24 Sept 2016

Choices, choices...

I do love print books, but there is nothing quite so satisfying as being able to dip into an E-book while you're away from the house. Just being able to quickly check some detail or other or search for a stitch for that perfect yarn you have just found is invaluable.

So when we were planning our new book, Reversible Knitting Stitches, we wanted to make sure that it could be used both when you're at home and on the road too! You can dip in and out of an E-book, jump ahead, go back to where you just were or read something in depth. It just makes life so lovely and simple.

Initially, we were thinking of it being read on a tablet or iPad, but increasingly I have been finding I like to use my phone instead. I don't usually carry my iPad around and my phone is always there, ready to check out a stitch chart or a line-by-line instruction. I had thought it would be too small to be practical, but instead have found that I really like the way you can zoom in to see small details.

Of course, tablets and phones are great when you are mobile, but I tend to use my computer more when I am at home so we have formatted the E-book to look good on a computer screen too.

The great thing about reading the book in this way is that you can elect to view just a single page or two pages at a time so it feels like a print book. You may need to just check your settings for this. In Acrobat Reader, set the Page View to "Two Page View". and you will then be able to scroll through the E-book much as you would a print book. 

You can also use the "Navigation" menu to show the bookmarks list for the different Chapters and Sections, or view the thumbnail images to help locate stitches you'd like to investigate.

For more information about this new book, please click here. The book is available as an E-Book, a Print book or a Print and E-Book package.

Thanks for all the great messages about the new book — it's so good to hear that everyone is as enthusiastic as we are ourselves!

Happy Reversible Knitting!

Moira and Anna

Last Blogpost: And it's here!
Anna's website: www.kikuknits.com

. 28/7/18 W

19 Sept 2016

And it's here!

Our new book, Reversible Knitting Stitches, has just been published! I've been talking about it for a few weeks now and here it is!

The idea behind the book was to provide a sourcebook for double-sided stitch patterns so that you can dip into it any time you are designing a new project.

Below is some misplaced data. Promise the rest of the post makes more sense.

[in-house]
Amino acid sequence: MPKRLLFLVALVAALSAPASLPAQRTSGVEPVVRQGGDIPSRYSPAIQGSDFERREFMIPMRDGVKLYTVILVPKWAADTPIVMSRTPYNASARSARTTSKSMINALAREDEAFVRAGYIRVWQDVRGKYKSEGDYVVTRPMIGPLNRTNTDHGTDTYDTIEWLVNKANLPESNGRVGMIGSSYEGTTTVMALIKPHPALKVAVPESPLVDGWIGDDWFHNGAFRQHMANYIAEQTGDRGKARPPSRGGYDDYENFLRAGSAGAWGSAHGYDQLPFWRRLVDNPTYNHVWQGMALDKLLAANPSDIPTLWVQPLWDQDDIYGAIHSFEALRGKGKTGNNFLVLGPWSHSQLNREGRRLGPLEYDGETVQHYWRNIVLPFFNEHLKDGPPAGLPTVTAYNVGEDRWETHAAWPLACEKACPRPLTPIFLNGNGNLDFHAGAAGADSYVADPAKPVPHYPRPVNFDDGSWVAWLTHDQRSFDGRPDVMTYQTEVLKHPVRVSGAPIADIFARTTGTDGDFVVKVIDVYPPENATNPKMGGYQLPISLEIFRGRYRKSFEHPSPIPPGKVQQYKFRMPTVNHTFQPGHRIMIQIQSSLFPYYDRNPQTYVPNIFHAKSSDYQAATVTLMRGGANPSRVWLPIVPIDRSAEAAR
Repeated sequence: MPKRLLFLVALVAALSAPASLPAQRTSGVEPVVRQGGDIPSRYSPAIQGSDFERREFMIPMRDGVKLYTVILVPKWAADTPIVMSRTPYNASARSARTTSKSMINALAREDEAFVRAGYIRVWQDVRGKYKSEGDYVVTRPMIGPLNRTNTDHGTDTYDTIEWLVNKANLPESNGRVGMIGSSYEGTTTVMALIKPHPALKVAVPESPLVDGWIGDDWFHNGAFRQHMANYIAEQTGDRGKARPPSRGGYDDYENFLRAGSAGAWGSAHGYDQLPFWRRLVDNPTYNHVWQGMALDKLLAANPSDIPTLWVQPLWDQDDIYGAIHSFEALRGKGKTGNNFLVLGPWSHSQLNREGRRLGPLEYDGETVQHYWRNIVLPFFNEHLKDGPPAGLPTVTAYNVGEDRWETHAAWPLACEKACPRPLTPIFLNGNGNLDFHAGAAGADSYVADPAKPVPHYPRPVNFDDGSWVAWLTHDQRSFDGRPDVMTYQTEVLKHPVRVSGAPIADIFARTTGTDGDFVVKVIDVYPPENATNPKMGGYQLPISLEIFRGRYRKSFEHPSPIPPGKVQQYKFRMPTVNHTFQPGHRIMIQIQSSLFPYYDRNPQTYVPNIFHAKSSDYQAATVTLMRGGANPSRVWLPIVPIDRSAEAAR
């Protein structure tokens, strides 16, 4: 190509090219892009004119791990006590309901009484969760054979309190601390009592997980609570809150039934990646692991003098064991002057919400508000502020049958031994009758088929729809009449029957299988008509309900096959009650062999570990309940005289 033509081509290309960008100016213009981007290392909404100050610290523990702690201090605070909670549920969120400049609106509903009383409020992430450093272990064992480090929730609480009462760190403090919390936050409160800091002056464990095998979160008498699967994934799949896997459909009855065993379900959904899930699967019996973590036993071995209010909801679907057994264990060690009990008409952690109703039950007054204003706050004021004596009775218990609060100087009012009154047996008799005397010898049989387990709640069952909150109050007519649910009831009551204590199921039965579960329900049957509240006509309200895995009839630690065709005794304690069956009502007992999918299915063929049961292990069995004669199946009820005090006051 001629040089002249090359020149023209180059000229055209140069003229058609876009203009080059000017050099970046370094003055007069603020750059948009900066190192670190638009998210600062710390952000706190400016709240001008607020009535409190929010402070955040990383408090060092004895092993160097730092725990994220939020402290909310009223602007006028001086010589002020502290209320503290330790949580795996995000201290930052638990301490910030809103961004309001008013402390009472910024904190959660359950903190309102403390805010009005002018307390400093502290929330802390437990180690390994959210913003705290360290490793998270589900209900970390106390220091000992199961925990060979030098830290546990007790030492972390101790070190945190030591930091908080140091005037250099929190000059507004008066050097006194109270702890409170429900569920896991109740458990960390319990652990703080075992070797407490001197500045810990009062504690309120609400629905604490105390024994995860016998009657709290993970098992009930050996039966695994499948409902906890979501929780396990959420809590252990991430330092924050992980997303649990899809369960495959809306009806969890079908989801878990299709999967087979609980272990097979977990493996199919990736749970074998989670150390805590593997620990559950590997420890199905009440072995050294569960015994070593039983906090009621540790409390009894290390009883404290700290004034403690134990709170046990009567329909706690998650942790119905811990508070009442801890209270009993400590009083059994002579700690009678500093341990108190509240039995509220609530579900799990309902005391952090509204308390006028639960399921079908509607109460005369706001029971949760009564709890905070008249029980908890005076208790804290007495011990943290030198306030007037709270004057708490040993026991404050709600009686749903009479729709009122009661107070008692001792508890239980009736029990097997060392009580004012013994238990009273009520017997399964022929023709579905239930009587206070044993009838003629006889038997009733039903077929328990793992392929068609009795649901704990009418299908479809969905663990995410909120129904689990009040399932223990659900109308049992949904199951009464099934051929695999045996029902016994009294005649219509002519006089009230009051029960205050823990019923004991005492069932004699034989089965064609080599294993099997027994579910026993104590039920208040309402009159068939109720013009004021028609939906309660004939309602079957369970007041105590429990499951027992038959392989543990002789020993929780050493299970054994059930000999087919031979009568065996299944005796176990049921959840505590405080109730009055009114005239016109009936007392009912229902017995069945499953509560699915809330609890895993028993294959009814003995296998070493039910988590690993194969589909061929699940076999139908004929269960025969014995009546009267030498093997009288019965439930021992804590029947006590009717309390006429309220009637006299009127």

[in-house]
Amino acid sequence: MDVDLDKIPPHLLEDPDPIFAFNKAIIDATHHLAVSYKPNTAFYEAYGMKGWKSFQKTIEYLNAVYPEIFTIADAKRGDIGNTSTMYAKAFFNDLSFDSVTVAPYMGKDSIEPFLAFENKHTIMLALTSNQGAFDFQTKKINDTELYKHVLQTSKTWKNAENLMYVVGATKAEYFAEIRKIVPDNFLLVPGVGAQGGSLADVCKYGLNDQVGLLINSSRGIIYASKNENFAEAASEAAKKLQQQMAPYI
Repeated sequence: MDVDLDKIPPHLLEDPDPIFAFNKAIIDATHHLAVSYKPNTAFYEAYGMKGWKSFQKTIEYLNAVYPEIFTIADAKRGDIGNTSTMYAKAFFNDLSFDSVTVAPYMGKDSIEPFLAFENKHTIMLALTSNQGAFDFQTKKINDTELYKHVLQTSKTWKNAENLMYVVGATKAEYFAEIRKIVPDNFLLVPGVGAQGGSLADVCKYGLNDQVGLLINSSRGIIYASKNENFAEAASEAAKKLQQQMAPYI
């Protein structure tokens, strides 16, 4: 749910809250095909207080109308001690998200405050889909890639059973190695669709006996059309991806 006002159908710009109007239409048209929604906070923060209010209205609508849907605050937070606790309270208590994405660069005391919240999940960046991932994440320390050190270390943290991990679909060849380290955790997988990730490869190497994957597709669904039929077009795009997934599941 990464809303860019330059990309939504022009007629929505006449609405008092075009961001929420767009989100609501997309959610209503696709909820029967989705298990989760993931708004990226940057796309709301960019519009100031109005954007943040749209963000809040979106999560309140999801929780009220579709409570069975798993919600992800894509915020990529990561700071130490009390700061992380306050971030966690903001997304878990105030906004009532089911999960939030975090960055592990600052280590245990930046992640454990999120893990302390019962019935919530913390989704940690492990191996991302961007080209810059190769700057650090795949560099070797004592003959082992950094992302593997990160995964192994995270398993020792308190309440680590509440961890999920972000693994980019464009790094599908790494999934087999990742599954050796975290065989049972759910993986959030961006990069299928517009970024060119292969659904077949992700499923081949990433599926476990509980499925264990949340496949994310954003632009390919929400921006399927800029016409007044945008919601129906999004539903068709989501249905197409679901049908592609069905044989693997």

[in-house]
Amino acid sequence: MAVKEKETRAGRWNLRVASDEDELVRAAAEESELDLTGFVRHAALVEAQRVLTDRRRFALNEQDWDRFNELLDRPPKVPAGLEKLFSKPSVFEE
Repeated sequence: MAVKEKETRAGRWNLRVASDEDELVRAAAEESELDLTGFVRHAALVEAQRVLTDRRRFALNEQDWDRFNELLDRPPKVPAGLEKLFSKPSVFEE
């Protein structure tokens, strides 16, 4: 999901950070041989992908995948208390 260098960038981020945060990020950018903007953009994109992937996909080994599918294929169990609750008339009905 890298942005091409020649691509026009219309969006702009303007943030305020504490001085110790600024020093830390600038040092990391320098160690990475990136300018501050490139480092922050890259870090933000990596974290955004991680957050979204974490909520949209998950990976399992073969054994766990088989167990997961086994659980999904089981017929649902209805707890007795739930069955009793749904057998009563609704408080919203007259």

The book features 200 reversible knitting stitches with photos of both the front and reverse sides. Each pattern also includes notes about the stitch and suggestions for its use. Here, for example, is the page about Twist Brioche, which is a lovely soft stitch with columns of twisted stitches.

Every stitch has a stitch chart plus line-by-line instructions so that you can follow whichever method is easiest for you. 

In addition, the book contains photos of more than 50 projects showing the stitches in use to inspire you. These include clothing, accessories and items for the home, but hopefully you'll have lots of ideas of your own too!

So if you fancy trying a reversible stitch for your next project, then this might be just the right book for you!

For more information about this new book, please click here. The book is available as an E-Book, a Print book or a Print and E-book package. 

Happy Reversible Knitting!


Anna's Website: www.kikuknits.com

. 28/7/18 W

14 Sept 2016

A different kind of Stitch Book

I love books of knitting stitches. I have quite a number of them now and regularly look through them all. The first one I bought was when we were living in Japan a few years ago and it's still one of my favourites. I love the large photos, the clear stitch charts and extra project photos scattered throughout the book — totally inspiring jackets, cardigans and sweaters.

So when Anna and I decided to publish a book about Reversible Knitting Stitches, that's what we planned too: not just to list the stitches but to really explore each of them and add a good number of project photos to show how the stitches can be used. In short, we wanted this to be a sourcebook about reversible knitting.

So here's the first stitch in our new book, Reversible Knitting Stitches:

There are 200 stitches in the book and every one of them shows both the front of the sample and the back — even when both faces look the same, as in the example above! 

Then alongside, we have described them: how they look, feel, and suggestions for using them. It is, after all, almost impossible to tell from a photo whether a stitch is going to be flexible and a good weight for a blanket or if it would be better-suited as a firm teapot stand. So every stitch includes a number of project suggestions.